Finley Fights for the Visually Impaired

I was glad to receive all party support to table a petition from constituents of my riding of Haldimand-Norfolk. Current House of Commons rules would not have allowed the petition to be submitted, as the page was enlarged beyond what the House of Commons considers a “usual size.” Canadians should be allowed to petition Parliament even if they need to enlarge petition pages to improve the visibility and, going forward, I’ll continue to push to have the House rules corrected to allow this.

Diane Pleads the Case

[expand title=”For the Text of the Point of Order click here”]

Mr. Speaker, today I rise on a point of order to apprise the House of an issue that I recently came across when attempting to have a petition certified by the clerk of petitions.
A few weeks ago, I received a number of petitions from constituents in my beautiful riding of Haldimand—Norfolk, calling on the government to remove clause 14 from Bill C-51 so that the rights of individuals to freely practise their religion will continue to be protected. Now, while most of these petitions were certified and sent back to my office for tabling, there was one petition that was not approved. According to the office of the clerk of petitions, this petition was rejected, because it did not meet the usual paper size requirement under Standing Order 36(1.1)(c). While the petition contained all of the required information as stated in the Standing Orders, it was printed on ledger-size paper and was determined to be not of the “usual size”, which is why it was rejected.

What exactly does “usual size” mean? Some people would interpret it as letter or legal-size paper, which is exactly what was decided upon by the clerk’s office. However, “usual size” does not mean the same to all Canadians. As I am sure members are well aware, people who have a vision impairment use a larger font and paper in order to read the text. To them, ledger-size paper may be the usual size.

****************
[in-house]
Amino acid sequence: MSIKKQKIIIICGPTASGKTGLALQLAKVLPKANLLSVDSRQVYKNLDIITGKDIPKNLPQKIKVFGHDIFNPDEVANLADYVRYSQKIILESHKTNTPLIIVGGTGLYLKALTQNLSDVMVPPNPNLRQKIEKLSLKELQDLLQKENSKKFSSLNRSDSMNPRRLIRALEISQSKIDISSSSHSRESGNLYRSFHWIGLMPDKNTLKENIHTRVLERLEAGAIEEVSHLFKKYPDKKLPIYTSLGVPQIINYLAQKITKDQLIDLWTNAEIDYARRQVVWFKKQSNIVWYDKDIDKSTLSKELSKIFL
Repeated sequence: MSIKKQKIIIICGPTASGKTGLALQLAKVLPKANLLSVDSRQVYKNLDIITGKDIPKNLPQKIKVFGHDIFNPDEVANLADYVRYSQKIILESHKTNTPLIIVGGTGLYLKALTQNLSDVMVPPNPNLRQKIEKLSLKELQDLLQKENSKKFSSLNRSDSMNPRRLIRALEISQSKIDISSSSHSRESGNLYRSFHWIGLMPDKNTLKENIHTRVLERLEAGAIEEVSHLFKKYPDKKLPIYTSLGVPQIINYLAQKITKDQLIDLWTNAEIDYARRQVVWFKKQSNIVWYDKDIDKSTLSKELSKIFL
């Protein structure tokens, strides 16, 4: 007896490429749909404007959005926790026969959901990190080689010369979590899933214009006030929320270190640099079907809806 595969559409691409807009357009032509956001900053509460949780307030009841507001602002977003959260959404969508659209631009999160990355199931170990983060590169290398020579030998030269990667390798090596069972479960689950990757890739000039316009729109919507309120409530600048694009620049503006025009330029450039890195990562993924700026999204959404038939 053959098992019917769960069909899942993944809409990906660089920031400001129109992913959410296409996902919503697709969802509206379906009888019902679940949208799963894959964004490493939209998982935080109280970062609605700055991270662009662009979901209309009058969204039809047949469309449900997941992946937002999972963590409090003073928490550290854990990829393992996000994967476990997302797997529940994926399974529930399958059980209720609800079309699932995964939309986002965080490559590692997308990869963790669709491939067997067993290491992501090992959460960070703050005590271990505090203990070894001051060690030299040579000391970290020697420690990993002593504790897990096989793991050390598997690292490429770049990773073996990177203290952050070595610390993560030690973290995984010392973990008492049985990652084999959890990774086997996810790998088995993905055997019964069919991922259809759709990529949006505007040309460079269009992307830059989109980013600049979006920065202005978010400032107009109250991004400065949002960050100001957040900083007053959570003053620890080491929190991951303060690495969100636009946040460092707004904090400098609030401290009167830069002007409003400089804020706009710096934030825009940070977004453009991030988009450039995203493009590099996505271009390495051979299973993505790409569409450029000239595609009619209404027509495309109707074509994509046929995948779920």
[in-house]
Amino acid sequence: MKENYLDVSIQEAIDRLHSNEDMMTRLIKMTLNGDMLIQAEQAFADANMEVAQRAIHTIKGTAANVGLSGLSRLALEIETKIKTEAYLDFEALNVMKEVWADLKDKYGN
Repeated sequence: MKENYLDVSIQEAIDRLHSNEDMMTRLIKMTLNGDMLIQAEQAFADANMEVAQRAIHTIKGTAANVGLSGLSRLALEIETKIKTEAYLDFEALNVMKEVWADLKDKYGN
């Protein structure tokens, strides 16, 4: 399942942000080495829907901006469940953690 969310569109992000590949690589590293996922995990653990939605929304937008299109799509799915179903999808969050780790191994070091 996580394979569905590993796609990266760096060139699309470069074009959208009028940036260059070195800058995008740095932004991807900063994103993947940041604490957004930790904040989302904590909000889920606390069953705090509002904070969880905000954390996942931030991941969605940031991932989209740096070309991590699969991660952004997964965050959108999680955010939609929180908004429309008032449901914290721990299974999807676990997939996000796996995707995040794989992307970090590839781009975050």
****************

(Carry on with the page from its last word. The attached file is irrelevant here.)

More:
As someone who was legally blind at one point, and as the former minister for disabilities, I regularly encourage many institutions and organizations to adopt more accessible-friendly policies. Therefore, it is very disappointing that the House has not taken the same approach.

Not only does this guideline fail to provide accessibility to Canadians who are visually impaired, but we are the only jurisdiction in the Commonwealth that has this requirement. I looked into how the United Kingdom, Australia, New Zealand, and the Province of Ontario handle their petitions. In each of these jurisdictions, they have no paper size requirements. The closest is the Province of Ontario, where the clerk’s office recommends that the paper size be 8 1/2” by 11” or 8 1/2” by 14”. However, as long as it contains the prayer and at least one name, address, and signature, the petition can be tabled by any member of the legislature. Even our very own Senate does not have requirements on the paper size of the petition that is tabled.

On page 1,166 of O’Brien and Bosc, footnote 32 states, “Prior to the adoption of this rule, petitions of unusual style were presented from time to time and judged by the Clerk of Petitions to be in accordance with the prevailing requirements as to form.”